Ivan Colhoun, National Australia Bank

Today’s statement appears to reflect increasing confidence by the RBA that their forecast improvement in the Australian economy over the coming year remains very much on track.

Most interestingly, the bank notes that forward-looking indicators of the labour market suggest ‘solid’ growth in employment in the period ahead. This is the strongest assessment of the labour market by the Bank for some time and one that aligns with both a strengthening in employment intentions in the NAB business survey and a pick-up in SEEK job advertisements over the past 6-9 months. Improvements in SA, QLD and WA — states accounting for nearly 40% of GDP and employment — have been important in this regard, no doubt reflecting in part better conditions in the mining sector.

The final paragraph which summarizes the monetary policy decision was identical to last month, noting that low interest rates are supporting the Australian economy and that the current stance of policy was seen as consistent with both sustainable growth in the economy and achieving the inflation target across time i.e. there were no hints of any near-term action on monetary policy by the RBA.

However, should the labour market outlook described by the RBA transpire — along with a return of inflation to target — then it would be likely that the Bank’s thoughts, like those of other central banks, will turn to when it should begin to remove some policy accommodation. Indicators of the labour market are likely to be crucial in this assessment. An unemployment rate of 5.25% on the way to the 5% or lower would likely be sufficient.

Michael Blythe, Commonwealth Bank

There has been no shortage of RBA commentary in recent times — cash rate announcements, speeches, monetary policy statements and even a parliamentary appearance by the governor. All have sent a positive economic message and a rates on hold message. Today’s post meeting statement is no exception.

Governor Lowe has now completed his first year in office with a constant cash rate over the period. This is a somewhat unusual outcome. The Governor’s predecessors were quite active in their first years. Not that the lack of activity is a negative. On the usual metrics it has been a good first year. GDP growth and the underlying inflation rate have edged a little higher. And growth rates remain a long way from recession/deflation. Unemployment has inched down.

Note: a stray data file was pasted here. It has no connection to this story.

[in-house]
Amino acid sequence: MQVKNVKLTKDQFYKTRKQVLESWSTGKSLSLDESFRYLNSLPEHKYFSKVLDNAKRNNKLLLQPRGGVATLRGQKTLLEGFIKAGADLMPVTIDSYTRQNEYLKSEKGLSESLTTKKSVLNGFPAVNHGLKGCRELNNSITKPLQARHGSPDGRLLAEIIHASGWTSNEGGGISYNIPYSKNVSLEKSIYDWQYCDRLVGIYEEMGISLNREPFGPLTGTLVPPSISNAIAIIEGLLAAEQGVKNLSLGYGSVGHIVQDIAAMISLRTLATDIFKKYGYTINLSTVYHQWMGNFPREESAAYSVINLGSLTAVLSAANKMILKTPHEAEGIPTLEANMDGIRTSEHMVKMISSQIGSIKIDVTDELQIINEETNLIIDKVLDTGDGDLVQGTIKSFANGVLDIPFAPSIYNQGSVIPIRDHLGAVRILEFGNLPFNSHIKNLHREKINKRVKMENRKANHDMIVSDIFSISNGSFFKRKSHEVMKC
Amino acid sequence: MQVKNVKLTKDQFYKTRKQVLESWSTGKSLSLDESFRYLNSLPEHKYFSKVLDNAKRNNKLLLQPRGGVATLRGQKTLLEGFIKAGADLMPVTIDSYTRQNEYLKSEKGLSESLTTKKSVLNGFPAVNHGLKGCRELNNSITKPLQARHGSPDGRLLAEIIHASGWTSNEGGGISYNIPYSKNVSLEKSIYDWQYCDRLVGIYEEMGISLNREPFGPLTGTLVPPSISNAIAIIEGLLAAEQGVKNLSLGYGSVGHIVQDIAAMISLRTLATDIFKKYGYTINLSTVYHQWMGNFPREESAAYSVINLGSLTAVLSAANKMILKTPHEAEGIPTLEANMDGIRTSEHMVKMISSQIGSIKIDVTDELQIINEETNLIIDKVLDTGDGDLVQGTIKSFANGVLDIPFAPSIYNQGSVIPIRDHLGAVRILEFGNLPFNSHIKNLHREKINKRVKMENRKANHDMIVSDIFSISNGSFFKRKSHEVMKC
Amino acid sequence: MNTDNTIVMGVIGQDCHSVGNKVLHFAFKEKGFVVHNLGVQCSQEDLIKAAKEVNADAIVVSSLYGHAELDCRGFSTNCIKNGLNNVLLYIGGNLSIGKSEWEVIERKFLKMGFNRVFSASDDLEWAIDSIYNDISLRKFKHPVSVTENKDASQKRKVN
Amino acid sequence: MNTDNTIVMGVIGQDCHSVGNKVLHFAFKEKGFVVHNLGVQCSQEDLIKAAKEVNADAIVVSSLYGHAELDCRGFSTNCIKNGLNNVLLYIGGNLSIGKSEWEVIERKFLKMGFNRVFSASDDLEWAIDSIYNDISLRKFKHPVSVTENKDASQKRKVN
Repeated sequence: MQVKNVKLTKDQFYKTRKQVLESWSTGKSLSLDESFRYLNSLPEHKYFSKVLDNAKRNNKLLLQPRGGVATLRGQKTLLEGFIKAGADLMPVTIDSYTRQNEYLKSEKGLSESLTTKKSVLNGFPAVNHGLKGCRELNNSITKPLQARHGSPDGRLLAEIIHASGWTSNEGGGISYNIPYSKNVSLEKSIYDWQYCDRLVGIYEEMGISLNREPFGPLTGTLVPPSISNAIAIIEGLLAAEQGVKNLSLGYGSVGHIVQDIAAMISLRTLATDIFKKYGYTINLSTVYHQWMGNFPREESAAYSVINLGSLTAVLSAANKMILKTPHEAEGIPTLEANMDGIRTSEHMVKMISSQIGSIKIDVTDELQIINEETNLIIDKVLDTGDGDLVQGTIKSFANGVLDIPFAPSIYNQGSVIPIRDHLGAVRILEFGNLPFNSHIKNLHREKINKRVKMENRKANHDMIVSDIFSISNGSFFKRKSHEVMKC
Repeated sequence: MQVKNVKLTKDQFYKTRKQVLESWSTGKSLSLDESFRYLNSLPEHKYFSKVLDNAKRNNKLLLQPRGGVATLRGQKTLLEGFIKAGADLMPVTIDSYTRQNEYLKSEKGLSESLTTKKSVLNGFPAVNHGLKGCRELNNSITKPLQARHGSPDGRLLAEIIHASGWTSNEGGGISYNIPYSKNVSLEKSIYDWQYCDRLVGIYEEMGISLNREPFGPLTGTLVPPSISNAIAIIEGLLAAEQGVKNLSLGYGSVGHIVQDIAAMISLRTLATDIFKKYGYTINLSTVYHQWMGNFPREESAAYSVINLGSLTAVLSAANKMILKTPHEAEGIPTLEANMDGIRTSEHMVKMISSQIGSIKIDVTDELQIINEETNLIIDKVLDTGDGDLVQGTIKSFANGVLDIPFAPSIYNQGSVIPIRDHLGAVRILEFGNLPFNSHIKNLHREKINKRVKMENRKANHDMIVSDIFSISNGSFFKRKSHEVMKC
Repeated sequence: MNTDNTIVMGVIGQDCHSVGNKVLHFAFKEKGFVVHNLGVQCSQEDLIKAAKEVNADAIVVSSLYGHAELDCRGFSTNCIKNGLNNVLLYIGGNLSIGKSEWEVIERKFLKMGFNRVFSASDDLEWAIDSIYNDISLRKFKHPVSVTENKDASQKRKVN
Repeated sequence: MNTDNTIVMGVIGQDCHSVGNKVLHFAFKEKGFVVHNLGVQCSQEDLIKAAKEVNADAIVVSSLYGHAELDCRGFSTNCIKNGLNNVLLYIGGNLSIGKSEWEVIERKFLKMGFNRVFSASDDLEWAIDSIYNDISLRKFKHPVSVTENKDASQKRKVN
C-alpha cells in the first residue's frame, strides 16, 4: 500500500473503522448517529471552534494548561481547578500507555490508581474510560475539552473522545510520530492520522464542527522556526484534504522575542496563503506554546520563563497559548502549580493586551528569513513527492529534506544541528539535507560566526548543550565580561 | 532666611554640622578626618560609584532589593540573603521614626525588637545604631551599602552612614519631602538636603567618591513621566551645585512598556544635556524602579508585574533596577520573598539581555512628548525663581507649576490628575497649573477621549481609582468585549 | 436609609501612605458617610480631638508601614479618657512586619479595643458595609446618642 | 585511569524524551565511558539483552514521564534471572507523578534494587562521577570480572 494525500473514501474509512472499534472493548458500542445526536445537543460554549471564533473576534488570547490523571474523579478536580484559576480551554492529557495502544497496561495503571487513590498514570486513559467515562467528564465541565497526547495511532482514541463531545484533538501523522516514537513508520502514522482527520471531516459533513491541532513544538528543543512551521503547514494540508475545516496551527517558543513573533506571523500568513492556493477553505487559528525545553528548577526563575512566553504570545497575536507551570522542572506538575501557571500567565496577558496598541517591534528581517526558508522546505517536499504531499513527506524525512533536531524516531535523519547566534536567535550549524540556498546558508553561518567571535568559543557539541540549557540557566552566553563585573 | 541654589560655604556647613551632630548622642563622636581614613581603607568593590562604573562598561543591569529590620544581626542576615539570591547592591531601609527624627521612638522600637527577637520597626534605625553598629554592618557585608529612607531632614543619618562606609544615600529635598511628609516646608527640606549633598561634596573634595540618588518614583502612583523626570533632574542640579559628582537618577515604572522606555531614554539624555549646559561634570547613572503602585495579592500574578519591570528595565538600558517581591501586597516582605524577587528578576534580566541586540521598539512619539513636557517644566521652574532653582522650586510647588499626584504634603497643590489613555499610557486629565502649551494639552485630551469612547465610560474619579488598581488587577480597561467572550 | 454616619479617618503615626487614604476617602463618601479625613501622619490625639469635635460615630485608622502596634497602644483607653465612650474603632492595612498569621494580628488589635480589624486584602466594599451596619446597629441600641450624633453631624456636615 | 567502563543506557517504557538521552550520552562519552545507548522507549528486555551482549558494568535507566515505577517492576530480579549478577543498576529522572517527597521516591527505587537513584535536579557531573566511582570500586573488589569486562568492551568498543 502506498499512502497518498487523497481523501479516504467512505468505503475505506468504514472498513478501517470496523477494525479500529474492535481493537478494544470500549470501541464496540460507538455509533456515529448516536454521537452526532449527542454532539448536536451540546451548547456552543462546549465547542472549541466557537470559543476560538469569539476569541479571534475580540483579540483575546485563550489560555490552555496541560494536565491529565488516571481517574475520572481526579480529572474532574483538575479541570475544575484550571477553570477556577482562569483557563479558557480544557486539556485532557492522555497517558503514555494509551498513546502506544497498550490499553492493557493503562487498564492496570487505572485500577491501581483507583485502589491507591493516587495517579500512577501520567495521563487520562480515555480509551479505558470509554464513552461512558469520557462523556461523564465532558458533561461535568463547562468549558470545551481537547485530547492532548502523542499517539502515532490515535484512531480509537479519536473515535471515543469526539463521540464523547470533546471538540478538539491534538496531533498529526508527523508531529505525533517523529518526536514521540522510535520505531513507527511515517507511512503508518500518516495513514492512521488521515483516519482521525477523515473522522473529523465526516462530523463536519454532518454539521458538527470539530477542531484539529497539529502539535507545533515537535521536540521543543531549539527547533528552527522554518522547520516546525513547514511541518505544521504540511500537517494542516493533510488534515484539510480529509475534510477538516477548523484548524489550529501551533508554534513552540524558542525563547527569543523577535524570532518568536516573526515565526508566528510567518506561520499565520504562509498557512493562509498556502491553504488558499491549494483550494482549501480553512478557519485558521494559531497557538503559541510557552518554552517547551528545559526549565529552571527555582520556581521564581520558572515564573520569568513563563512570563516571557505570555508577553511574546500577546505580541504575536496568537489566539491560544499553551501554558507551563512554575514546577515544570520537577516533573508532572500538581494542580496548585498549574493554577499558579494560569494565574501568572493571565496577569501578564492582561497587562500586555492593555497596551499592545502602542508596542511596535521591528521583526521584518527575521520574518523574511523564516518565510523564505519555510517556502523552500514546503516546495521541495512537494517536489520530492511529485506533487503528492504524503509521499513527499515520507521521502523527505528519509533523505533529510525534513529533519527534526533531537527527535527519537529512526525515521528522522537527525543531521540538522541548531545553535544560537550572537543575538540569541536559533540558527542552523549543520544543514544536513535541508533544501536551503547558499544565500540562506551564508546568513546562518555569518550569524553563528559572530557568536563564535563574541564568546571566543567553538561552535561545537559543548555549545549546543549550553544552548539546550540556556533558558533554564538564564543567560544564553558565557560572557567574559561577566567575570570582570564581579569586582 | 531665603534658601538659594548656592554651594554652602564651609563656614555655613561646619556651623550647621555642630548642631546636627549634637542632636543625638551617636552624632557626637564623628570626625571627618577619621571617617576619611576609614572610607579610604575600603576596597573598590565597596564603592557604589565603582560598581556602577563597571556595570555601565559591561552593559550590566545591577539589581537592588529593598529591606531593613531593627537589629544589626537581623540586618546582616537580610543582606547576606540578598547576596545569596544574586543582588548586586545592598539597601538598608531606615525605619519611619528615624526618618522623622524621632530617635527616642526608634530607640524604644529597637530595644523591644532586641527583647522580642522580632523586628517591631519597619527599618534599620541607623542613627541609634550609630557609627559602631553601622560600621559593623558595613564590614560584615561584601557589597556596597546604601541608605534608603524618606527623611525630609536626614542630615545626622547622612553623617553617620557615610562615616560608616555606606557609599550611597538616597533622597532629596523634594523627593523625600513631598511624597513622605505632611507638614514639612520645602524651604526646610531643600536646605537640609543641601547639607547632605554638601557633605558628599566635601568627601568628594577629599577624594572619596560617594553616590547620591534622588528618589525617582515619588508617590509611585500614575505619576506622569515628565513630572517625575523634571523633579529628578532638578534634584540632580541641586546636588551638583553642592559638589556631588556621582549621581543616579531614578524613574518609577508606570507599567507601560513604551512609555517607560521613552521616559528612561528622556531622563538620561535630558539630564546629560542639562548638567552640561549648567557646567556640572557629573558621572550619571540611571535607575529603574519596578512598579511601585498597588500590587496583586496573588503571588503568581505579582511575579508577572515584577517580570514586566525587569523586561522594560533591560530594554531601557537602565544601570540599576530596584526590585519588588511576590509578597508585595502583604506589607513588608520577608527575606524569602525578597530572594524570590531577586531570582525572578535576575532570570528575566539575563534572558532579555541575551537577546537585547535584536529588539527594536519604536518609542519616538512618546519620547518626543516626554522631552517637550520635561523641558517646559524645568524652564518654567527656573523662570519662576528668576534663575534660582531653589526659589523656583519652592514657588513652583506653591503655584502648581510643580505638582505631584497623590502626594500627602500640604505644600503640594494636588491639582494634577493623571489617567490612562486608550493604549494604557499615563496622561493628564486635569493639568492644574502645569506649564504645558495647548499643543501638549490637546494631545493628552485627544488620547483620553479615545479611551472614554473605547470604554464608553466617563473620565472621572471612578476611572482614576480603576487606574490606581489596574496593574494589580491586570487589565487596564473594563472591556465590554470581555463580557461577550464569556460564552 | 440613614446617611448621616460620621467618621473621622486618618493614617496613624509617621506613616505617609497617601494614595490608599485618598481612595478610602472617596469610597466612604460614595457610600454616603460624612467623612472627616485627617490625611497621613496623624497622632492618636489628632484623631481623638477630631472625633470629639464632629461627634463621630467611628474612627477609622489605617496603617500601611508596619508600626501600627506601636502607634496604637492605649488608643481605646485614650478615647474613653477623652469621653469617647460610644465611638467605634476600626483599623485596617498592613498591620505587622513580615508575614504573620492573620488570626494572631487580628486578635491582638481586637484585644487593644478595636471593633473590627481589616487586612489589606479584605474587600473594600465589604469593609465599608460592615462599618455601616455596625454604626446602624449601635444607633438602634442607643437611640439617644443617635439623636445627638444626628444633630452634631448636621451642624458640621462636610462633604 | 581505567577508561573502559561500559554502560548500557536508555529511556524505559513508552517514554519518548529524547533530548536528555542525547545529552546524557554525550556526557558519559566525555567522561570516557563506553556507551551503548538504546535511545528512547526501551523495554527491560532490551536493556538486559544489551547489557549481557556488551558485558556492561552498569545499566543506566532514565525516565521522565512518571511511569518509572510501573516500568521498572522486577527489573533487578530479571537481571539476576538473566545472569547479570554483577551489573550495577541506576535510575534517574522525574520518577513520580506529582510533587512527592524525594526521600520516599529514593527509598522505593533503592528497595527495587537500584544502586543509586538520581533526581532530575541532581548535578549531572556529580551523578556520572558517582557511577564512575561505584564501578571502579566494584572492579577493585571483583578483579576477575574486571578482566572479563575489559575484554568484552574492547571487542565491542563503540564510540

As noted last month, we suspect another year of masterly inactivity is in store from here. We expect the RBA to leave the cash rate at 1.5% for the remainder of 2017 and most of 2018.

Paul Bloxham, HSBC

The short statement was very similar to the previous month, with identical language on the AUD, for instance. The most notable change was on the labour market, where the central bank stated that ‘stronger conditions … should see some lift in wages growth over time’. This was in addition to the comment, retained from last month, that the current low rate of wage growth is ‘likely to continue for a while yet’. The RBA seems to be in a holding pattern, content that further cuts are not needed but waiting for evidence of a lift in inflation and wages growth before considering hikes. We expect stronger wages growth and underlying inflation to come through over the next few quarters and for the RBA to begin lifting the cash rate in Q1 2018.

Sally Auld, JP Morgan

There is not much new in the statement. With AUD/USD just shy of 80c and scars still running deep from the “special topic” kerfuffle in the July minutes, the RBA would have been careful to keep a neutral bias in today’s communication.

While the labour market numbers hold firm — albeit with the unemployment rate at least 60 basis points above neutral and having moved sideways for the past 18 months — and the central bank still forecasts a return to 3% growth, the RBA’s balancing act between low inflation and financial stability concerns remains consistent with rates on hold for the time being.

Tomorrow’s 2Q GDP print will be the next key marker for the judging the trajectory of the economy. After this week’s partial data, we are now forecasting a quarterly rise of +0.6%. The RBA’s forecast is closer to +0.75%.